Are intervention-design characteristics more predictive than baseline participant characteristics on participant attendance to a paediatric, community weight management programme?
|Authors||Nobles, J, Gately, P, Griffiths, C and Pringle, Andy|
Approximately 50% of participants complete a paediatric weight management programme, yet the predictors of attendance and dropout are inconsistent. This study investigates subject and intervention-design characteristics associated with attendance at a group based, family weight management programme. Secondary data analysis of 2948 subjects (Age 10.4±2.8 years, BMI 26.0±5.7kg/m2, Standardised BMI (BMI SDS) 2.48±0.87, White 70.3%) from 244 MoreLife (UK) programmes. Subjects attend weekly for 10-12 weeks, sessions last 2-3 hours. Sessions include lifestyle guidance and physical activity. Subject characteristics (demographics, psychological (body satisfaction & self-esteem) and sedentary behaviour) were gathered at first contact and BMI SDS was noted weekly. Intervention-design characteristics were recorded (year, length (weeks), group size, age segregation and day of session). Attendance was calculated as total number of sessions attended (%). Multivariate linear regression examined predictors of attendance and multiple imputation countered missing data. Average attendance was 59.4%±29.3%. Baseline subject characteristics were ‘poor’ predictors of attendance. Intervention year, group size and day of session significantly predicted attendance (Tables 1 & 2). Yet, the most predictive marker of attendance was a change in BMI SDS during the programme (B = -0.38, 95% CI = -0.43 - -0.33). A reduction in BMI was seen to predict greater attendance. However, baseline subject characteristics were weakly associated with attendance, refuting past findings. Dominant intervention characteristics (large groups, weekend sessions and recent delivery) predicted lower attendance. Future programmes may be better informed.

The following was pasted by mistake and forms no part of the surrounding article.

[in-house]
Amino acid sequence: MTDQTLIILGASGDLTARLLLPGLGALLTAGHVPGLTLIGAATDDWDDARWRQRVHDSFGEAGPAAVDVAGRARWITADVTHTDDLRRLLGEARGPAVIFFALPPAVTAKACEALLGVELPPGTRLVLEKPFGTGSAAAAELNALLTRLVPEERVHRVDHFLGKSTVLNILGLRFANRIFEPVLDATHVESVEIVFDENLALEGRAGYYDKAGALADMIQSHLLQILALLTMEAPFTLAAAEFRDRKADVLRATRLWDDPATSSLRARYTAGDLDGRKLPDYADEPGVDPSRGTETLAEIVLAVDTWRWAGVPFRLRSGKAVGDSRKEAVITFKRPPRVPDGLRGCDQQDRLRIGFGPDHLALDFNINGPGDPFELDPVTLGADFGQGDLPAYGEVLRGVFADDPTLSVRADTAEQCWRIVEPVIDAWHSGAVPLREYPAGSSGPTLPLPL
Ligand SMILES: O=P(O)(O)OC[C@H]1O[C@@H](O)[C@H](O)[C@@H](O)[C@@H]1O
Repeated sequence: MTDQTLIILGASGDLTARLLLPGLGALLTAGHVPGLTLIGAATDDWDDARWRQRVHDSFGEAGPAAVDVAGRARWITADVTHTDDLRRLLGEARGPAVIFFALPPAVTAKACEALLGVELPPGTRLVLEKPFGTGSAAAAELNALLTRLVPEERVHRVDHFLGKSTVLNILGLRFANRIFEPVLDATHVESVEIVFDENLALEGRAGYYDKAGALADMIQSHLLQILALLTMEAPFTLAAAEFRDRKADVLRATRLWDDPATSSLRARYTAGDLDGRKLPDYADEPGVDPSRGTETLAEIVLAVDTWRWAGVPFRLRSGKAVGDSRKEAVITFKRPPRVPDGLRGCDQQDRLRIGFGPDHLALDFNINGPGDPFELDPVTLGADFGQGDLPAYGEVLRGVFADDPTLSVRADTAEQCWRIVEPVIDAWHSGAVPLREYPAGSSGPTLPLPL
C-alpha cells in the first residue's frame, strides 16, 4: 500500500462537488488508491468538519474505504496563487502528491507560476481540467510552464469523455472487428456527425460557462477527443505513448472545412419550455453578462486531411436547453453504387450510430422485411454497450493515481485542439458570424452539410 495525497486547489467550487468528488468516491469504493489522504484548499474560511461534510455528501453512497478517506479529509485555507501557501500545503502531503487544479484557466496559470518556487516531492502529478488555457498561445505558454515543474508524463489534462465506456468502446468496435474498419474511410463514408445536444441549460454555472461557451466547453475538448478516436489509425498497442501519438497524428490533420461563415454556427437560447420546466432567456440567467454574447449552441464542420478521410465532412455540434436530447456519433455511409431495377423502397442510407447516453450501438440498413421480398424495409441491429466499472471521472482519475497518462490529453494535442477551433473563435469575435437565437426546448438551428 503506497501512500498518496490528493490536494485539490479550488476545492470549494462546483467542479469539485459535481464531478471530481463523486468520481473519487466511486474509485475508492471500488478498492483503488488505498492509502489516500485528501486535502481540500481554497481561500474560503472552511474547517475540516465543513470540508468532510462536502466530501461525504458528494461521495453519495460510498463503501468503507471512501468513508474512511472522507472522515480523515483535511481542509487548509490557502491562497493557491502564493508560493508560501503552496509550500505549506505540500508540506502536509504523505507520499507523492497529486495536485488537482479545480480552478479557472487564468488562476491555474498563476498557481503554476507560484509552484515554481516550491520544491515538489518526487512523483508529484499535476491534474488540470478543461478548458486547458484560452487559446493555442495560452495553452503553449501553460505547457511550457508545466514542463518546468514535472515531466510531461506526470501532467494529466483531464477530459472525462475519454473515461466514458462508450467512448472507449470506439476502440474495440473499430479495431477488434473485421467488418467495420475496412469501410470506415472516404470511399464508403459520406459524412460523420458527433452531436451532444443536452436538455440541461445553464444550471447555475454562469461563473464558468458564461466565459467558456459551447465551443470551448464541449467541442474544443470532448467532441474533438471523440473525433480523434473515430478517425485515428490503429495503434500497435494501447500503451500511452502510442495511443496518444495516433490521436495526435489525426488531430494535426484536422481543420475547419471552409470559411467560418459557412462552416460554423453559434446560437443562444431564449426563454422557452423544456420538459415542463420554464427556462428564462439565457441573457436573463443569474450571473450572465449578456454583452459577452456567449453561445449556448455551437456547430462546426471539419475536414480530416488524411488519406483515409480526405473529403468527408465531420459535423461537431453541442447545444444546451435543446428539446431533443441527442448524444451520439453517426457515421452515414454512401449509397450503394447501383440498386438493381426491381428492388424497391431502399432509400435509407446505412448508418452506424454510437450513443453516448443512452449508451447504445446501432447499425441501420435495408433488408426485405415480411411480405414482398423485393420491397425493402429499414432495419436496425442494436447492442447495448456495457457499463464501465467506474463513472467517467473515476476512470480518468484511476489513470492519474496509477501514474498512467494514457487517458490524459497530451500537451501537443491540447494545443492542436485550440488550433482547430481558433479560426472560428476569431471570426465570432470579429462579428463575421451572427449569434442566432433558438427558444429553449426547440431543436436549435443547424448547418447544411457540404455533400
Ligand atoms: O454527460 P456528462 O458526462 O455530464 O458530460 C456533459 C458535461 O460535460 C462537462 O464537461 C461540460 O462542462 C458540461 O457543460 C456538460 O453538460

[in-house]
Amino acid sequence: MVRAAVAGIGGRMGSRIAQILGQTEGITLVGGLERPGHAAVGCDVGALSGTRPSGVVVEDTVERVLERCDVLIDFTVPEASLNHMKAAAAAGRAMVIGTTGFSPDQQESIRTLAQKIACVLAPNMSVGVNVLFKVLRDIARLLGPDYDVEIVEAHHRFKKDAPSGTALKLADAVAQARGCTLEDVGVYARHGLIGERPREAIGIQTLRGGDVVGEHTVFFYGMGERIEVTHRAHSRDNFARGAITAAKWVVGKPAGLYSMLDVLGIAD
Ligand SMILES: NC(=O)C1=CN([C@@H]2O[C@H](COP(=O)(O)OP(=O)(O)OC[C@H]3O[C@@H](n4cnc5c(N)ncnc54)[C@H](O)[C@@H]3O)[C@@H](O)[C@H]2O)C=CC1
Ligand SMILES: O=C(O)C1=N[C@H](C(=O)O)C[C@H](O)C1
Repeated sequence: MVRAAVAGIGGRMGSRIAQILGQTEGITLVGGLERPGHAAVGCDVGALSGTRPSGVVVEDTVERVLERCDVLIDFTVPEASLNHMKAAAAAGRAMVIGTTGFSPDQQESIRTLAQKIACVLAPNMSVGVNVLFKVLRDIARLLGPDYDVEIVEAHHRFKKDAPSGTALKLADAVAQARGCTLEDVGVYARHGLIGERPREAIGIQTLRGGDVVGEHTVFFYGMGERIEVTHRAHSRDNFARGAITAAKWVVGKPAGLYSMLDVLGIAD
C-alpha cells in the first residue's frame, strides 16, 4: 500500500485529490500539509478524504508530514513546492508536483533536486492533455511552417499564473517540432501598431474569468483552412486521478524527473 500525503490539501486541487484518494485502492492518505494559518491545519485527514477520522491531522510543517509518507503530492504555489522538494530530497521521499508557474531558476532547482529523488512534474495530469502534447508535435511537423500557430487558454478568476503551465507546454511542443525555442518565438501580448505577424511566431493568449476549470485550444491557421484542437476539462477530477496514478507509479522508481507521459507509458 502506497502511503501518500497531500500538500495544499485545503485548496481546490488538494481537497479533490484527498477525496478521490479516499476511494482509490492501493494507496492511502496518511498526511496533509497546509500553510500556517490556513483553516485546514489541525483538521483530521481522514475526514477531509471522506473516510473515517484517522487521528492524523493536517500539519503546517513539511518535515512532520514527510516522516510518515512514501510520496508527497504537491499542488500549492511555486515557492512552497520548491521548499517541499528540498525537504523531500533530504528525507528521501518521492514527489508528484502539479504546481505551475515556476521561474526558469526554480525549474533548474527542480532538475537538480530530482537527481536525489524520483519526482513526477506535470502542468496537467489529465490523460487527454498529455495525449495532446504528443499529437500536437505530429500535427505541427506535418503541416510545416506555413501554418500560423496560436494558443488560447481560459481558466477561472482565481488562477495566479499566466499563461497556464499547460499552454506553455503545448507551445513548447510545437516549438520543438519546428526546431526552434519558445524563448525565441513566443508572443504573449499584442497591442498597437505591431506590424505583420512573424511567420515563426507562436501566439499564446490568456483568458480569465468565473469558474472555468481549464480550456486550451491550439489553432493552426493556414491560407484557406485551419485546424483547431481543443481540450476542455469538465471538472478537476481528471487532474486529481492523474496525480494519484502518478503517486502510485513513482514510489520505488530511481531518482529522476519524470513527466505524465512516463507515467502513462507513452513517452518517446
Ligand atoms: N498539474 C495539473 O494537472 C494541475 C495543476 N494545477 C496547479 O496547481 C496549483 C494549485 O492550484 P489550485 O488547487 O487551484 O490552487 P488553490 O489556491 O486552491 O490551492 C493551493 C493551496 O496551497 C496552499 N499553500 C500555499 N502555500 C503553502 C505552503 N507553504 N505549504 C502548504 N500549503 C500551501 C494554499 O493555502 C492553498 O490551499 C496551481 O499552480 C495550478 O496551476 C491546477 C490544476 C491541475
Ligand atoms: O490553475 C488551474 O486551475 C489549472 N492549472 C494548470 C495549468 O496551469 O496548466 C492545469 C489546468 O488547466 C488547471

|Keywords||paediatric weight management, physical activity|
|Web address (URL)||http://hdl.handle.net/10545/625035|
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|Publication dates||May 2015|
|Publication process dates|
|Deposited||21 Jul 2020, 09:52|
|Contributors||Leeds Beckett University|
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